day 100. we’ve got the whole world in our hands

world in hands

Last night I was watching a show on iView called redesigning your brain. It’s based on this guy, Todd Sampson, who undertakes brain training for three months while neurologists monitor the changes in his brain. It’s all about brain plasticity. And it’s fascinating.

As I watched, it occurred to me that the brain training was focused on engaging in new behaviours, new habits, which cause the brain to create new pathways or synapses, and then strengthening these pathways through repetition.

I realised that by setting myself this raw challenge, I had embarked on a kind of redesigning my brain. I had made myself more likely to stick to new behaviour because I implicitly accepted that, as a challenge, it would be, well, challenging, duh, right? To challenge myself means being out of my comfort zone, accepting things will be unusual, uncomfortable, new.

I couldn’t do it lazy and eat the same thing every day because I needed to post new recipes. Writing this blog strengthened my resolve by making me accountable to the commitment I’d made.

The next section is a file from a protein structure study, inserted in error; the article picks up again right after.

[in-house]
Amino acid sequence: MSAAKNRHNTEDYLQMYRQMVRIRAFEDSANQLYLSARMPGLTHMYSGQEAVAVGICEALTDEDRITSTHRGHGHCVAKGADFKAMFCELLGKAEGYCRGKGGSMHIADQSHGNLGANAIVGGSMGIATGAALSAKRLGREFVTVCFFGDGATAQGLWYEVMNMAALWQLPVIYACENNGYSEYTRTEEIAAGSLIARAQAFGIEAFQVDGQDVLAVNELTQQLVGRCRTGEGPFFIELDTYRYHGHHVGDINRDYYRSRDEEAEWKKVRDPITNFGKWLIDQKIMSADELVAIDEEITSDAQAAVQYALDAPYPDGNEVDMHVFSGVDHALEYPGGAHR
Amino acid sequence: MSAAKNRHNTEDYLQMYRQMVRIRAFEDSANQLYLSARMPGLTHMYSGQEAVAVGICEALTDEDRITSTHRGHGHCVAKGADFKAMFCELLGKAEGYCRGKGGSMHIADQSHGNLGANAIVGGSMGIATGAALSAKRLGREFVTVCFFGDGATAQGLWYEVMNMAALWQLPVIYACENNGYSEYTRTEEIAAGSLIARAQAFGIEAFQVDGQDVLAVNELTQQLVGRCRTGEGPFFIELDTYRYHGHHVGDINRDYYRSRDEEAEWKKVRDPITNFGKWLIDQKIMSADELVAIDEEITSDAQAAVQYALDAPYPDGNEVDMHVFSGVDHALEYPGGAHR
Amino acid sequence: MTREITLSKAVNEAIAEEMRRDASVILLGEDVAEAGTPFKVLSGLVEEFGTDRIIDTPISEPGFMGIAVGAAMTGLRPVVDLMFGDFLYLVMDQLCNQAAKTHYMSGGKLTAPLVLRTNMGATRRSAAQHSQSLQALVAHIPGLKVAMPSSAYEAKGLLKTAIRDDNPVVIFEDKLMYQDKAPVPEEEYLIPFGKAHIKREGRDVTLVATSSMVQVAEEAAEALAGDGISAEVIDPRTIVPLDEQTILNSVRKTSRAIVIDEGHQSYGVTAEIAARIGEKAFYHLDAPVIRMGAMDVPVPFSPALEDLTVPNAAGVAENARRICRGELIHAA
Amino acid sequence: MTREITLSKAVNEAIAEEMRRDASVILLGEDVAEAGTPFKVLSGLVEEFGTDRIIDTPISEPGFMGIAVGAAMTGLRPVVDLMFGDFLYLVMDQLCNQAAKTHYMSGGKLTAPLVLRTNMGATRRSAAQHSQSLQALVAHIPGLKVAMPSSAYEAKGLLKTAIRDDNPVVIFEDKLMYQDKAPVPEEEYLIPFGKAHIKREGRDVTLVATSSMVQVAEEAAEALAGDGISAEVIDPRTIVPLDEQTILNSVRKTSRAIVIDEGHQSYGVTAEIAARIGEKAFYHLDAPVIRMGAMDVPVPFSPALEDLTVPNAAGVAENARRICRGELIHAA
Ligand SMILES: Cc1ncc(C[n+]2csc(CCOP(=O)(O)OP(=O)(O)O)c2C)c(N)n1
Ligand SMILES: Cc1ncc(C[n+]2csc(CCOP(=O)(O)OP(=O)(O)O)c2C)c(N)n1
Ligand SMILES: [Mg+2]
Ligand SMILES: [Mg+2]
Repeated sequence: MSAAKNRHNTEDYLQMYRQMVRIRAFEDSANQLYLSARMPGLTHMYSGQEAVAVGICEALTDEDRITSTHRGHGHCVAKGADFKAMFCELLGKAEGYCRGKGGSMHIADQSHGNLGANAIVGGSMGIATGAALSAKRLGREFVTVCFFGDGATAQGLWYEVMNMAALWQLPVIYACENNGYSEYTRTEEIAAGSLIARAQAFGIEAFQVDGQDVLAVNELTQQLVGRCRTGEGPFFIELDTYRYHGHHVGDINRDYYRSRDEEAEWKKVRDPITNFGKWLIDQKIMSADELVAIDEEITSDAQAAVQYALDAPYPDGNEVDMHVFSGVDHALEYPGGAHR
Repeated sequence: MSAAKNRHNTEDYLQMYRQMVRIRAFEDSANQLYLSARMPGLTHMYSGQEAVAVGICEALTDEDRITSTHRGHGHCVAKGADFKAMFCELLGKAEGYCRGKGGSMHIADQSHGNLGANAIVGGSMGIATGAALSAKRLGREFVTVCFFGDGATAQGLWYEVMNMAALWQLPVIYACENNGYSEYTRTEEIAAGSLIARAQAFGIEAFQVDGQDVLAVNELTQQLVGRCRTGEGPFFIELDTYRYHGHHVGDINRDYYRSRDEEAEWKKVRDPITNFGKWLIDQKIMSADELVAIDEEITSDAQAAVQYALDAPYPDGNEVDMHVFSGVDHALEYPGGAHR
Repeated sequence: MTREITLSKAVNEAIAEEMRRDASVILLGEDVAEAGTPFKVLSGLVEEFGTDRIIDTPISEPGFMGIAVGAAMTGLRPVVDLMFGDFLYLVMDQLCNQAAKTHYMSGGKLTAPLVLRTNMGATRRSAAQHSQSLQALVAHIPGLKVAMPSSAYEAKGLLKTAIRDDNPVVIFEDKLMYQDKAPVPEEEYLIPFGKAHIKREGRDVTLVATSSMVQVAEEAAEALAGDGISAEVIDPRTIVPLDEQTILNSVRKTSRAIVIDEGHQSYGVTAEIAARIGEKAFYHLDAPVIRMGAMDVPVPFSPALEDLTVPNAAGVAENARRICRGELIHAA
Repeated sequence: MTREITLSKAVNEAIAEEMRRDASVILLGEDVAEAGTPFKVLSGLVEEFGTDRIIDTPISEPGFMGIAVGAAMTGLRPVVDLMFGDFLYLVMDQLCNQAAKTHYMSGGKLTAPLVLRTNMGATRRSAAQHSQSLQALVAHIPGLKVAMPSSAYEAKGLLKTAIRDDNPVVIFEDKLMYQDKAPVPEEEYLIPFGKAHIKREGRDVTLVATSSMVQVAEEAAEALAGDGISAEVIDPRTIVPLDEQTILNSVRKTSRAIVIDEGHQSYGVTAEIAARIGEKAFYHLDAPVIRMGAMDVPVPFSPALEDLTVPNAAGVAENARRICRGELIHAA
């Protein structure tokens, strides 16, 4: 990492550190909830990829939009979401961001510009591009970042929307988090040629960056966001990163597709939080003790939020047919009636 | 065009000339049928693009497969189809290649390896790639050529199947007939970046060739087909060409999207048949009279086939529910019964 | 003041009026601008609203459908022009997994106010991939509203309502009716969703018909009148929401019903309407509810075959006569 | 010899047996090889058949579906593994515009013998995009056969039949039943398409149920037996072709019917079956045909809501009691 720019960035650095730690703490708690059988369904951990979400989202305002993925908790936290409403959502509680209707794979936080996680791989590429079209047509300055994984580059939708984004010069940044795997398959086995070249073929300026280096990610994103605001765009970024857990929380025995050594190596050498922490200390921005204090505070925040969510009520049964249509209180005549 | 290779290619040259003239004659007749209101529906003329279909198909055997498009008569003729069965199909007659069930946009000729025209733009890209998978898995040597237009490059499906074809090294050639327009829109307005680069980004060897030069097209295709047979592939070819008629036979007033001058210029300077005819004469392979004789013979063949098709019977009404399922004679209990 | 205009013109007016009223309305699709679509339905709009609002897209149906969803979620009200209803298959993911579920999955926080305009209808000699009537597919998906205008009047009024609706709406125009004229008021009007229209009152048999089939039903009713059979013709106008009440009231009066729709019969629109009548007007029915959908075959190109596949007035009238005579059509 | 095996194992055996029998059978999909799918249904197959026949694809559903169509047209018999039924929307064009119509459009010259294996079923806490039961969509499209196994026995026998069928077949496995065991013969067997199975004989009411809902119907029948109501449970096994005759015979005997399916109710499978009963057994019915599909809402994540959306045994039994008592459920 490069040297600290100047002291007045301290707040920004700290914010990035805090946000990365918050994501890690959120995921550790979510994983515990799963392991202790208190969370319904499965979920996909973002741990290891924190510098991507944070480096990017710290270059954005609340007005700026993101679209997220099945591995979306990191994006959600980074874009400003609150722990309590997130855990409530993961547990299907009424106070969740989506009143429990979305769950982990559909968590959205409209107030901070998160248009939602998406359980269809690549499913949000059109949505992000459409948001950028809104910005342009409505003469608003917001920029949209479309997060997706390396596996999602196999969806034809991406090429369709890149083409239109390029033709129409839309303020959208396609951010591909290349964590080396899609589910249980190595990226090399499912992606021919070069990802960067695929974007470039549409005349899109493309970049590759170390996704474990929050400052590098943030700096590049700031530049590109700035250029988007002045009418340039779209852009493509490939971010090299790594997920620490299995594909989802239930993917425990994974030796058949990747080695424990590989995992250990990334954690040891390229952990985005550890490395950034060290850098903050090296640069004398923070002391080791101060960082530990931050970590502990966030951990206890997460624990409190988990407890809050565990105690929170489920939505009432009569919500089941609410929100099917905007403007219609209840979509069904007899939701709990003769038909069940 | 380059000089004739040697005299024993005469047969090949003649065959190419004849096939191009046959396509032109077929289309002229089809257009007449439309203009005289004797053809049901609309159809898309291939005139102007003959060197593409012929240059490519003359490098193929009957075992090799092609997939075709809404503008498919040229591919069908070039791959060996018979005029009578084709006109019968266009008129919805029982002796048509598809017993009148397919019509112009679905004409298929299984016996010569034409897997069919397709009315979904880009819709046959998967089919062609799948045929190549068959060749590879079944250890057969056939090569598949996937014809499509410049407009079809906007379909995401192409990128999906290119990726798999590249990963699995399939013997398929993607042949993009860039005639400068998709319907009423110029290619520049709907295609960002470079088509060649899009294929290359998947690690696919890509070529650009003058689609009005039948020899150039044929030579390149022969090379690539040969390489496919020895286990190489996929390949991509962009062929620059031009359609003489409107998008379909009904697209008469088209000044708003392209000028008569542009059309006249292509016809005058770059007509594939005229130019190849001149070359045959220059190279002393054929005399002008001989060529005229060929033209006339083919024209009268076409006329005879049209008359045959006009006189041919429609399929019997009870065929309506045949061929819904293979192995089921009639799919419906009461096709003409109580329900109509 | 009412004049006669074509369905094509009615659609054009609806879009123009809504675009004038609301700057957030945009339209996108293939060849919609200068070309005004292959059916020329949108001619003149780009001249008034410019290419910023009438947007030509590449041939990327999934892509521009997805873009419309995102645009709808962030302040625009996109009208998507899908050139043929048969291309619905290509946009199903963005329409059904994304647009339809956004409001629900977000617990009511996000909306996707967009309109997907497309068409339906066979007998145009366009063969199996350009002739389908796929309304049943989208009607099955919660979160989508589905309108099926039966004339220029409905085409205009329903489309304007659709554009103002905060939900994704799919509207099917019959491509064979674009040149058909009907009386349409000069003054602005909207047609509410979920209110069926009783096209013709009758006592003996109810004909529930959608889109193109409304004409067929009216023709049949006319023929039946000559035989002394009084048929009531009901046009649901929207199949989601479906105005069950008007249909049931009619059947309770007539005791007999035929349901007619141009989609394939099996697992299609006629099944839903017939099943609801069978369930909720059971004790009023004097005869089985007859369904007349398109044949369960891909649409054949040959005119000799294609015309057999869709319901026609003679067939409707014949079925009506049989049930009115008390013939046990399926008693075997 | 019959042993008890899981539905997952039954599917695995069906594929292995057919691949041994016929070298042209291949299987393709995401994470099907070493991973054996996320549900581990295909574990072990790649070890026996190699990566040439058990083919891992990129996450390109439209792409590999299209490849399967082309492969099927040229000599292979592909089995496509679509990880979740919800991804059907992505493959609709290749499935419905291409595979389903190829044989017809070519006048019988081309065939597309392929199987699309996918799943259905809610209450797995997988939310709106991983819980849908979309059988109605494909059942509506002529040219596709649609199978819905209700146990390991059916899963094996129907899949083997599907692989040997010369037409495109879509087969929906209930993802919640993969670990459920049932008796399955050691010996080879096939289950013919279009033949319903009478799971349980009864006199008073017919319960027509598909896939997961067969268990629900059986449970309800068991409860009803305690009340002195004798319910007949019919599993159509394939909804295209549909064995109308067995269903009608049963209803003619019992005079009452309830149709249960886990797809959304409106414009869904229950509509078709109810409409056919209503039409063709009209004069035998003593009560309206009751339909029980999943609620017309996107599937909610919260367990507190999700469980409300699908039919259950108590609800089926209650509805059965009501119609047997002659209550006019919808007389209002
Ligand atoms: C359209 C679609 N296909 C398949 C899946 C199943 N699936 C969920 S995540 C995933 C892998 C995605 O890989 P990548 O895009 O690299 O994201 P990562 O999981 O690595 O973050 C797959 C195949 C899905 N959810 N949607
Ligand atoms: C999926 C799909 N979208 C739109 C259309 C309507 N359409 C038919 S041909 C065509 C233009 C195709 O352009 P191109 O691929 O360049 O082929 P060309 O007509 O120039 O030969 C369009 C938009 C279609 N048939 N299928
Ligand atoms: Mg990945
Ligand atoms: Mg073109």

I knew people were curious about my discoveries – friends, families, colleagues, and people I hadn’t even met, began to share their food and health journeys with me. This gave me faith and courage that this wasn’t some self indulgent exercise, but an undertaking of meaning and purpose.

According to Redesign Your Brain, something as simple as eating a new food each day creates new connections in your brain. (Mine should be huge by now!) The research on brain plasticity shows there is much to be gained by challenging ourselves with new behaviours.

The old thinking about brain cells, that once programmed they were set in stone, has been overturned. Now the research shows that the brain is incredibly resilient, resourceful and adaptable.

But you have to use it. Like all of nature, the human brain is super-efficient and energy saving, so if you only make the same old demands on it, eat the same food, drive the same way to work, do the same activities all the time, your brain doesn’t need to create new connections, so it doesn’t.